Neither of these guys have any influence in the Democratic party anymore, and Obama is too arrogant to pay any attention to them anyway.

Still, it's not every day that you see two former presidential pollsters calling for the leader of their party to step aside.

Pat Caddell and Doug Schoen write in the Wall Street Journal:

When Harry Truman and Lyndon Johnson accepted the reality that they could not effectively govern the nation if they sought re-election to the White House, both men took the moral high ground and decided against running for a new term as president. President Obama is facing a similar reality-and he must reach the same conclusion.

He should abandon his candidacy for re-election in favor of a clear alternative, one capable not only of saving the Democratic Party, but more important, of governing effectively and in a way that preserves the most important of the president's accomplishments. He should step aside for the one candidate who would become, by acclamation, the nominee of the Democratic Party: Secretary of State Hillary Clinton.

Never before has there been such an obvious potential successor-one who has been a loyal and effective member of the president's administration, who has the stature to take on the office, and who is the only leader capable of uniting the country around a bipartisan economic and foreign policy.

Certainly, Mr. Obama could still win re-election in 2012. Even with his all-time low job approval ratings (and even worse ratings on handling the economy) the president could eke out a victory in November. But the kind of campaign required for the president's political survival would make it almost impossible for him to govern-not only during the campaign, but throughout a second term.

Put simply, it seems that the White House has concluded that if the president cannot run on his record, he will need to wage the most negative campaign in history to stand any chance. With his job approval ratings below 45% overall and below 40% on the economy, the president cannot affirmatively make the case that voters are better off now than they were four years ago. He-like everyone else-knows that they are worse off.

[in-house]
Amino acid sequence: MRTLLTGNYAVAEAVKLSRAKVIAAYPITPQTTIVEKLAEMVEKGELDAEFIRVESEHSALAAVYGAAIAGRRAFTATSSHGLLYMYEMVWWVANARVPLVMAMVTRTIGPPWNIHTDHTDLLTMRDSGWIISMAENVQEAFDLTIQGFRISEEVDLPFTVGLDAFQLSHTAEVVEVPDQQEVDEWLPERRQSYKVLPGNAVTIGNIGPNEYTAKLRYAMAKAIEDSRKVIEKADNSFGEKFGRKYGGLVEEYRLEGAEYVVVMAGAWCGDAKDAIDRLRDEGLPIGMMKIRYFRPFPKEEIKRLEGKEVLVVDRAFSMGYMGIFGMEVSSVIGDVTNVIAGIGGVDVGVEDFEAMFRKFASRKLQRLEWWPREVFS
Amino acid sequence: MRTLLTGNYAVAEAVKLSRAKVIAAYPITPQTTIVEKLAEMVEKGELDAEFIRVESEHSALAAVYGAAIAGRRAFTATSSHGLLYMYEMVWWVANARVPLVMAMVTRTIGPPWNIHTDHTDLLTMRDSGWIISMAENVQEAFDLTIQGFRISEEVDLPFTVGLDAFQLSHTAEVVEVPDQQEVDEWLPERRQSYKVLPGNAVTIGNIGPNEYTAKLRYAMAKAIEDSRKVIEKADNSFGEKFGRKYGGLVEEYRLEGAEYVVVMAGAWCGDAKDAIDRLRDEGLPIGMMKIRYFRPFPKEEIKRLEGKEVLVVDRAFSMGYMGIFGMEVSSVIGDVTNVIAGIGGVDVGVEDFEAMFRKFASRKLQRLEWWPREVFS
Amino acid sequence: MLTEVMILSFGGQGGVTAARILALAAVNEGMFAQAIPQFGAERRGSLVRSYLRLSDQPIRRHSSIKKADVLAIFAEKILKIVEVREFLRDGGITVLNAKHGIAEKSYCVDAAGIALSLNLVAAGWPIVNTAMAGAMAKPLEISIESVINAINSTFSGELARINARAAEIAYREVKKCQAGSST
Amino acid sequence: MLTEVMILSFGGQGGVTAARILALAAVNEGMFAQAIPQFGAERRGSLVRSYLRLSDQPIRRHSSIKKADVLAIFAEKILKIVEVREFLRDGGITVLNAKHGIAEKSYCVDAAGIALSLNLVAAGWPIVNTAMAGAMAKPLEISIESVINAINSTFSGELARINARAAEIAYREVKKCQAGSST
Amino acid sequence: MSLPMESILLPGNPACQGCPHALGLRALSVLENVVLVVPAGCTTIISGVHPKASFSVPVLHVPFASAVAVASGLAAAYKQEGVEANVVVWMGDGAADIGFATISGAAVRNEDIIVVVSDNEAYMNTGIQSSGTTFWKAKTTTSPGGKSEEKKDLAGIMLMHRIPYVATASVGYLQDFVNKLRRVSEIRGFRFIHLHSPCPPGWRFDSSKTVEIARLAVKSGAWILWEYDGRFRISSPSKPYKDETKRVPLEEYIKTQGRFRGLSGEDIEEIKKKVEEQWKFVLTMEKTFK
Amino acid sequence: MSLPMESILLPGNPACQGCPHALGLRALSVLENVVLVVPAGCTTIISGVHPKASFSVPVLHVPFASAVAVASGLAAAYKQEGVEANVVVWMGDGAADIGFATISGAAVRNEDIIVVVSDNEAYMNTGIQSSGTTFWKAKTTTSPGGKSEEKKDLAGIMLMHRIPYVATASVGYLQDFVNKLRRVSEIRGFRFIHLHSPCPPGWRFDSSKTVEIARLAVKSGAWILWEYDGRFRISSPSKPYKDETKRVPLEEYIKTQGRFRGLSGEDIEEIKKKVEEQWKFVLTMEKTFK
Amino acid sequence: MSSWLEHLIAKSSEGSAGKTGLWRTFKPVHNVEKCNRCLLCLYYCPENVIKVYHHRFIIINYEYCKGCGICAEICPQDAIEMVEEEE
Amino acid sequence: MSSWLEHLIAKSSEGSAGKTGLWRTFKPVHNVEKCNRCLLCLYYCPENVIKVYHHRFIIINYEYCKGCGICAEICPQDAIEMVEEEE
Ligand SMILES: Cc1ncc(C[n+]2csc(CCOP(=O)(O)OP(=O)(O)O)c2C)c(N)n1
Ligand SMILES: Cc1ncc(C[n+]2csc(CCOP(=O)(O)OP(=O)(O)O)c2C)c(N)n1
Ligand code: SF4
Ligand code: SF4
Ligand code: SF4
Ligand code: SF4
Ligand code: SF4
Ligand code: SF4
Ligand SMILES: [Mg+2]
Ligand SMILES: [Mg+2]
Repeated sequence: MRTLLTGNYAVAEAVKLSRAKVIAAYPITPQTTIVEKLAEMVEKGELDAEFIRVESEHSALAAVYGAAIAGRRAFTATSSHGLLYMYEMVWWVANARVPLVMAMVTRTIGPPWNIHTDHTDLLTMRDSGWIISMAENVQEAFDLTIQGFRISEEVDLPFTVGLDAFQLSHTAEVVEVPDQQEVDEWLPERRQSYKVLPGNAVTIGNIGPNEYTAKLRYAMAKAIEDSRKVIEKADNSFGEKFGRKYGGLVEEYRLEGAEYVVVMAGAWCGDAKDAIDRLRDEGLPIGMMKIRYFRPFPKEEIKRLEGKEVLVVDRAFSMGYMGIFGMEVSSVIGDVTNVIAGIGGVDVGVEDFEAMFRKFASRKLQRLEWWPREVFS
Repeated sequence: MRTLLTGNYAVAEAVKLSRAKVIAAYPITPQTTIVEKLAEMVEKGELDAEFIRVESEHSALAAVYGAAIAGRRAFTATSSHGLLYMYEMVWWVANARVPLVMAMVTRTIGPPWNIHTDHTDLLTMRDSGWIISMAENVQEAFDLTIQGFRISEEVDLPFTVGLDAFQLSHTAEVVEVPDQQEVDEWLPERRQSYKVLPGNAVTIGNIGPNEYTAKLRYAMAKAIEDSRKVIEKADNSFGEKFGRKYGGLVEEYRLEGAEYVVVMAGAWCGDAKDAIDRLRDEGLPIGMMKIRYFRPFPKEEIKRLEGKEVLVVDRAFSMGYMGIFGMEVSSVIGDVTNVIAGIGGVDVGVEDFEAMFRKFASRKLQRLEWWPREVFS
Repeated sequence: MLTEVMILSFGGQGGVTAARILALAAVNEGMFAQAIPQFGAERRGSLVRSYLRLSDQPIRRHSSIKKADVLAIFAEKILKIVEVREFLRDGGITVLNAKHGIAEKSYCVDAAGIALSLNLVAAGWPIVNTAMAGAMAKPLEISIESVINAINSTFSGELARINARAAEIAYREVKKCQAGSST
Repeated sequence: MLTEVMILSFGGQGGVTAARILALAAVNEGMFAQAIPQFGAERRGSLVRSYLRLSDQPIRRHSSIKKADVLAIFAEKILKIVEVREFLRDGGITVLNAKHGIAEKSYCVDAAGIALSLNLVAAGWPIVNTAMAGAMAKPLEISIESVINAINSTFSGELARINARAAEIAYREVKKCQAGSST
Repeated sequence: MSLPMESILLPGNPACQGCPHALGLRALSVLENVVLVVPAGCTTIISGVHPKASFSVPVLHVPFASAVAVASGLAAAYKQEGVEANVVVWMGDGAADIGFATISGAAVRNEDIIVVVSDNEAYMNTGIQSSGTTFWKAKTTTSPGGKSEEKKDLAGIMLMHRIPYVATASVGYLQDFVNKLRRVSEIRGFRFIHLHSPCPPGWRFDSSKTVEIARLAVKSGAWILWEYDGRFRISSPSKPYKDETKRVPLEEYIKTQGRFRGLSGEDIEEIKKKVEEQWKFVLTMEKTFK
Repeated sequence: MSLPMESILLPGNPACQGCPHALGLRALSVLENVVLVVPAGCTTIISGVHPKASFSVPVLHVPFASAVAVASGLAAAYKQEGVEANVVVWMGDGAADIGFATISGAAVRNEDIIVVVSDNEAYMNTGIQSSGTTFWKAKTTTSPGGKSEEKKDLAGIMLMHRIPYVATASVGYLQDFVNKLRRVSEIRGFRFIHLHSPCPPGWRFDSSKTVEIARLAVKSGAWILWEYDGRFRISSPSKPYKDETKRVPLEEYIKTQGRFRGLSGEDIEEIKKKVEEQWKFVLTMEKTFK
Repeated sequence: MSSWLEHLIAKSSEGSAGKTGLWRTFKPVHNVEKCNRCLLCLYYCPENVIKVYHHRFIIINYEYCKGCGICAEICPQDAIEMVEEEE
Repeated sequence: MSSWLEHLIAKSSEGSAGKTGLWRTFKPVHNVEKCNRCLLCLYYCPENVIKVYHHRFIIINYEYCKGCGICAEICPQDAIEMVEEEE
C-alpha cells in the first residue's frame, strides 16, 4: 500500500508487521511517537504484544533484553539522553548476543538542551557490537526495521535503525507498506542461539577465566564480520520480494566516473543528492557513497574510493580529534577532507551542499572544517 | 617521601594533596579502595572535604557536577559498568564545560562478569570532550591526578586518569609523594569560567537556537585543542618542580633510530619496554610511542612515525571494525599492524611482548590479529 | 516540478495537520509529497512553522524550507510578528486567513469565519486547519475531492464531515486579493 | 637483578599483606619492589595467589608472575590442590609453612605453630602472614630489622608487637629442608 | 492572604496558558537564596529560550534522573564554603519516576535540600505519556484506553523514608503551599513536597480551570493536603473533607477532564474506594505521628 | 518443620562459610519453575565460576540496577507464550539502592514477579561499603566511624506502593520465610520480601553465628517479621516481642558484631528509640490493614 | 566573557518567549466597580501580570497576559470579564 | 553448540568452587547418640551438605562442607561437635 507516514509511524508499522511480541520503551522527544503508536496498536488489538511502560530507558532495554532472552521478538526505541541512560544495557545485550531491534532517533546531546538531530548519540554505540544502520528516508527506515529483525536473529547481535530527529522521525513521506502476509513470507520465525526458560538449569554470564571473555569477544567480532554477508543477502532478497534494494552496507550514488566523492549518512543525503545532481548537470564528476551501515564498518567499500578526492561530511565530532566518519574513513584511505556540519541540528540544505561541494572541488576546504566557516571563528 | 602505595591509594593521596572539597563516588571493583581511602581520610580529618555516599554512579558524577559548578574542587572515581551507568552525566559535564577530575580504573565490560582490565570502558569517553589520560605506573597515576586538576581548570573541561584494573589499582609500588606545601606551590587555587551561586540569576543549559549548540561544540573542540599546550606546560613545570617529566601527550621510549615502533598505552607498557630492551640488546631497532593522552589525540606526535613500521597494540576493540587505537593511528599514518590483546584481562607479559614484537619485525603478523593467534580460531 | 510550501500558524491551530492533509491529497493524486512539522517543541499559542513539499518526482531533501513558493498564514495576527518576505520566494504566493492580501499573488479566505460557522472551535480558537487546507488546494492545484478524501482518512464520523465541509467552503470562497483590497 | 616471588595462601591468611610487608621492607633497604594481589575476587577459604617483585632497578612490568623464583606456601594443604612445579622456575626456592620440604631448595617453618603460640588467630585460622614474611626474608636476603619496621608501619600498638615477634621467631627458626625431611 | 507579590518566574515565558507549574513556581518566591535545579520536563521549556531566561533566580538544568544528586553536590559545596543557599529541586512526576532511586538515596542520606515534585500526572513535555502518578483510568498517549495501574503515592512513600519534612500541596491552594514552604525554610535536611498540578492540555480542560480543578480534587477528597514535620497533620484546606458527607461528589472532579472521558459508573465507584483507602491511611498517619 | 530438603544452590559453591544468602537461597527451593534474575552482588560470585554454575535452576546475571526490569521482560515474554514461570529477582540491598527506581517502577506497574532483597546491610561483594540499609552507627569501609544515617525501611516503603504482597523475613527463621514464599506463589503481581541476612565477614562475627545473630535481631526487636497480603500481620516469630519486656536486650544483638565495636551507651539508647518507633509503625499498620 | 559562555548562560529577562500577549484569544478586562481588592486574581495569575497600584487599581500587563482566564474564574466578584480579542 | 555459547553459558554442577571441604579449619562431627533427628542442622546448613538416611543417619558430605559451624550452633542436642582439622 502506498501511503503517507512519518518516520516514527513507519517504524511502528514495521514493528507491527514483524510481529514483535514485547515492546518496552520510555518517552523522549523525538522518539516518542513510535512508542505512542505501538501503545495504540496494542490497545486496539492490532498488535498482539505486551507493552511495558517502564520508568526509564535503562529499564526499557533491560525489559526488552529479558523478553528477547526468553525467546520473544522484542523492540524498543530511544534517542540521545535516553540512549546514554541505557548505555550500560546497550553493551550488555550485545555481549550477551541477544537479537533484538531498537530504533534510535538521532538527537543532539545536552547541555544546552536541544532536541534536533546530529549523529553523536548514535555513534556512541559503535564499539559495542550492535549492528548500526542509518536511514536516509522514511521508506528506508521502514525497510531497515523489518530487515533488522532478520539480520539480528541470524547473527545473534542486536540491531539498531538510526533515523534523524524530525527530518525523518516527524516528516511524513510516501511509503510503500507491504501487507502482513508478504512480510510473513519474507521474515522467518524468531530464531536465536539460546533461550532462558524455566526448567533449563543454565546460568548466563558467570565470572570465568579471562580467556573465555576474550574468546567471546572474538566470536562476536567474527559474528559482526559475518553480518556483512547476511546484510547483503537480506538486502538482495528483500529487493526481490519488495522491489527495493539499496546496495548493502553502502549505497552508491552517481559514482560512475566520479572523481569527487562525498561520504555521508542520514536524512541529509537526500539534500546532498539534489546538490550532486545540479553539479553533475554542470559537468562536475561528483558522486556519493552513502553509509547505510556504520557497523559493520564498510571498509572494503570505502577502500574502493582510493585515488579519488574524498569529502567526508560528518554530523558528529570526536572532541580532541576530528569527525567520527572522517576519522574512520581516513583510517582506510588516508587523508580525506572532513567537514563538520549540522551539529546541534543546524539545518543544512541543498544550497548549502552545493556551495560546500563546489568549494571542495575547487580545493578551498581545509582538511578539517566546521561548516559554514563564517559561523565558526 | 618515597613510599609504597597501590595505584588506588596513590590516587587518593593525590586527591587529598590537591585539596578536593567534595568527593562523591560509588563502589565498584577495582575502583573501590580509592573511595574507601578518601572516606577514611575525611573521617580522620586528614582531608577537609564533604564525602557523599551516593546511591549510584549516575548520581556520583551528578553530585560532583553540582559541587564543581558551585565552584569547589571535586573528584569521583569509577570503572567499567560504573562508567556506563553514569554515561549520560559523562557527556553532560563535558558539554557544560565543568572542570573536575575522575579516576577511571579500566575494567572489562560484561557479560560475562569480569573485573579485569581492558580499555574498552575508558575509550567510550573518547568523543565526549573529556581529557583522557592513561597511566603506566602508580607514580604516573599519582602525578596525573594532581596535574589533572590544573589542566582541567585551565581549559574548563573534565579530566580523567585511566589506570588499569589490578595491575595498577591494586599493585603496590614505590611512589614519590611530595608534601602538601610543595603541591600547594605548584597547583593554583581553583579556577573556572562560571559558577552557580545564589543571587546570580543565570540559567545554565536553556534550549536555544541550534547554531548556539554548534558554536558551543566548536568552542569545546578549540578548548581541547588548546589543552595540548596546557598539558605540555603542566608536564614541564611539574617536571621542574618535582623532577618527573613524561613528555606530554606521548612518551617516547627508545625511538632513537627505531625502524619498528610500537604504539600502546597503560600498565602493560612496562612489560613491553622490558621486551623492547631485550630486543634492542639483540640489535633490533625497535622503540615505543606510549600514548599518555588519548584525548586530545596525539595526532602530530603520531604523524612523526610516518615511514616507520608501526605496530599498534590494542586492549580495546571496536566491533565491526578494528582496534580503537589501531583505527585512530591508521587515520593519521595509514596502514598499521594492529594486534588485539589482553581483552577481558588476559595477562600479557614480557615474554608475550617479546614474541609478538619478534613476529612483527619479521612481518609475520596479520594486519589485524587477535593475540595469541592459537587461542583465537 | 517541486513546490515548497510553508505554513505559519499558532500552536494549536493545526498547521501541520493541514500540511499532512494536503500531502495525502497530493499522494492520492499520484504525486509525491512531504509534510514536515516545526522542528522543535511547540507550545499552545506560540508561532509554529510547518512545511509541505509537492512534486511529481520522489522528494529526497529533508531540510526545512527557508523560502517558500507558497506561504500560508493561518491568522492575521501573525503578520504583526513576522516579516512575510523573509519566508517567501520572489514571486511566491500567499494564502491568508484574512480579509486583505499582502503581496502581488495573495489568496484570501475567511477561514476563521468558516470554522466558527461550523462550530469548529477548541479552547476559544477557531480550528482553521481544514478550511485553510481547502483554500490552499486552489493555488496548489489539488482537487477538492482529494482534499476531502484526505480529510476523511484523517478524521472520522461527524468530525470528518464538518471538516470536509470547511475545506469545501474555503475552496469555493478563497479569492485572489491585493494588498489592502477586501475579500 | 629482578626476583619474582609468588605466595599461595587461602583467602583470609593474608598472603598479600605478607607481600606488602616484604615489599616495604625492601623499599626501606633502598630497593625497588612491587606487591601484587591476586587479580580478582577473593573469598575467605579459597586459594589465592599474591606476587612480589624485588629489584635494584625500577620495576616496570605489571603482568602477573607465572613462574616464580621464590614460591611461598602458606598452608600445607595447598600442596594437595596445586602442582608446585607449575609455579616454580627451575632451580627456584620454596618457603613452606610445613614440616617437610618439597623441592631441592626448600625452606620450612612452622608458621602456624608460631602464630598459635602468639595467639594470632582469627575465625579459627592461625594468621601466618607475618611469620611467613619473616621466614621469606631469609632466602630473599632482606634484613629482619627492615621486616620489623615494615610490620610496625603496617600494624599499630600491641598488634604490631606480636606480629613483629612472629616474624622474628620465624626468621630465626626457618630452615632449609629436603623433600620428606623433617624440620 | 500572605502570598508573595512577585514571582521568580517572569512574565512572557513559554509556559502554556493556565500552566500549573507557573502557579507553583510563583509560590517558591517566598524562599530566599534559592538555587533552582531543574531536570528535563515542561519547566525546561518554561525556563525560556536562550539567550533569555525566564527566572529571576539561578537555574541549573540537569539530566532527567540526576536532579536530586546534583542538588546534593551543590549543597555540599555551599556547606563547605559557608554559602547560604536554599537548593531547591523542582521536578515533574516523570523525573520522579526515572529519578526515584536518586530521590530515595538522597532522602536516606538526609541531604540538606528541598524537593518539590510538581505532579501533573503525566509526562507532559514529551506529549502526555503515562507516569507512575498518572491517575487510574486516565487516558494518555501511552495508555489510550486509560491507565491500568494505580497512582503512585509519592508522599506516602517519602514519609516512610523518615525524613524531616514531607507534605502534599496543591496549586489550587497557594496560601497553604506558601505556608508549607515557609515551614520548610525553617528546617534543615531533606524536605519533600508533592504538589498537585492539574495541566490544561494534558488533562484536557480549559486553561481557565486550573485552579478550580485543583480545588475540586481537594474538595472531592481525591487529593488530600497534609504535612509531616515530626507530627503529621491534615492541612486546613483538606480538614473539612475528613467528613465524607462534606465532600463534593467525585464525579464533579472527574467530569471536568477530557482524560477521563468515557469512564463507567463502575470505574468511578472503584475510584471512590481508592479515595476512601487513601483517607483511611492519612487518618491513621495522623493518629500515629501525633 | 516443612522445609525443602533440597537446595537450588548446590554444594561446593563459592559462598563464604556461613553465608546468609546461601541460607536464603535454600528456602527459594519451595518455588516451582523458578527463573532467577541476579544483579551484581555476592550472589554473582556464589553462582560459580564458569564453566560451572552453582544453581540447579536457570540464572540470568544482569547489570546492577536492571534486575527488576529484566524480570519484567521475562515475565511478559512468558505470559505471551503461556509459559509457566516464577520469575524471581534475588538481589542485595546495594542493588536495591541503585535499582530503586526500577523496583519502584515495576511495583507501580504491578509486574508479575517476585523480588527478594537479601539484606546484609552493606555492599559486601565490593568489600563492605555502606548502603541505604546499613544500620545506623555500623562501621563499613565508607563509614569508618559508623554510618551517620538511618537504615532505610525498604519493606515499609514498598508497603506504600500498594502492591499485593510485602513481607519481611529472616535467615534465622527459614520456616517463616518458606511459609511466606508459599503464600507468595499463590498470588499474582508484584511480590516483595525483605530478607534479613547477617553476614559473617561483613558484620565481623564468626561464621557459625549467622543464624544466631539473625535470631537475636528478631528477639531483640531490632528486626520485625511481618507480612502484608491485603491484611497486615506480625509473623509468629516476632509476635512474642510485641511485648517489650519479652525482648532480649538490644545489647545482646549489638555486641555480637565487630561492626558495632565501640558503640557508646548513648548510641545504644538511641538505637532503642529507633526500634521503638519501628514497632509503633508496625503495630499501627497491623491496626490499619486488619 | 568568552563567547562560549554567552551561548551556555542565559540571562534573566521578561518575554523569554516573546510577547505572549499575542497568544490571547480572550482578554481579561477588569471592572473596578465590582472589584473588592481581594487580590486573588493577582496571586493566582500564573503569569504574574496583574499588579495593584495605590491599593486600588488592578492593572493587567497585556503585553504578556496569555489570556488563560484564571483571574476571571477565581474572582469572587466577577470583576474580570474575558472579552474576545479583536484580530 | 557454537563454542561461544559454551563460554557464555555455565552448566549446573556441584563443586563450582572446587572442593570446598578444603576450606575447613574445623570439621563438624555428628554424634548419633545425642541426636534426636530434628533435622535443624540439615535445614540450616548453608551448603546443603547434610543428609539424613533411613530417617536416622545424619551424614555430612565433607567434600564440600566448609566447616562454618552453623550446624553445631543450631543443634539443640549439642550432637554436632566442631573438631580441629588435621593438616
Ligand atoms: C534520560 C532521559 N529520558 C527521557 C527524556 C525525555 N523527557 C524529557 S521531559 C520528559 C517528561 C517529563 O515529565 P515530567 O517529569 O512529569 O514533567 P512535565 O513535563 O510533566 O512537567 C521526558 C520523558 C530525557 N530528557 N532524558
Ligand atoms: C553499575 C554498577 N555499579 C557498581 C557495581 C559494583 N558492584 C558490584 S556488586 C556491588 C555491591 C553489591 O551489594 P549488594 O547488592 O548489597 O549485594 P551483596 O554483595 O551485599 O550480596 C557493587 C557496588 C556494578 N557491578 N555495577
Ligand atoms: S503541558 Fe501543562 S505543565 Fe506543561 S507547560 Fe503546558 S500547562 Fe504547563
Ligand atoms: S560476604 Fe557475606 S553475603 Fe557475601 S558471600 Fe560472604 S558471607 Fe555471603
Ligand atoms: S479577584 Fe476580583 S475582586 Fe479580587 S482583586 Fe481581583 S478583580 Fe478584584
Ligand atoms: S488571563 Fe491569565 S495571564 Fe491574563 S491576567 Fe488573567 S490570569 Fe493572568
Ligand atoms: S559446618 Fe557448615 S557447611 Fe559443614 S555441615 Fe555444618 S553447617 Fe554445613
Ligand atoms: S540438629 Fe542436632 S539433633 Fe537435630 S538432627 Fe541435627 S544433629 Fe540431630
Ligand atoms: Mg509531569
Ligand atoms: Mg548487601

I'm not sure Hillary is the answer either. The Democratic Party brand has been damaged by Obama, and Clinton served as his Secretary of State. It will be hard to separate the two during a campaign that promises to redefine the term "negative" for both sides.

Thomas Lifson adds:

Like Rick, I see almost no chance that Obama would take himself out of the race -- unless, of course, things turn out very badly and it looks even to him as though he could not win. Hillary would solve a lot of problems of with a disastrous incumbency. I believe that Schoen Caddell genuinely are concerned for the future of their party, seeing it in the hands of the leftist faction that will hand power to the GOP for a generation. There are others in the Democratic Party, especially in legislative offices, who would fear a wipeout wave election in 2012, if Obama's popularity heads further south. So, it is indeed possible that pressure could be brought to bear on Obama next year.

Would Hillary even want the office? In the past, I would have scoffed at the question, for she obviously craved power. I remember the 1994 election in which she briefly spoke of a co-presidency and offered the slogan, "Buy one, get one free." Following widespread criticism and mockery, she kept her mouth shut about it, and simply took HillaryCare as her mission, only to suffer a stinging rejection.

She looks and talks awfully worn out, an understandable result of nearly constant intercontinental travel, and nonstop responsibility for a bureaucracy spread out across the globe's time zones.

Still, if the party looks doomed, I can't rule out a Hillary run. Because she'd win.

Andrew Malcolm has further worthy thoughts on what he calls the "Dump Obama" movement.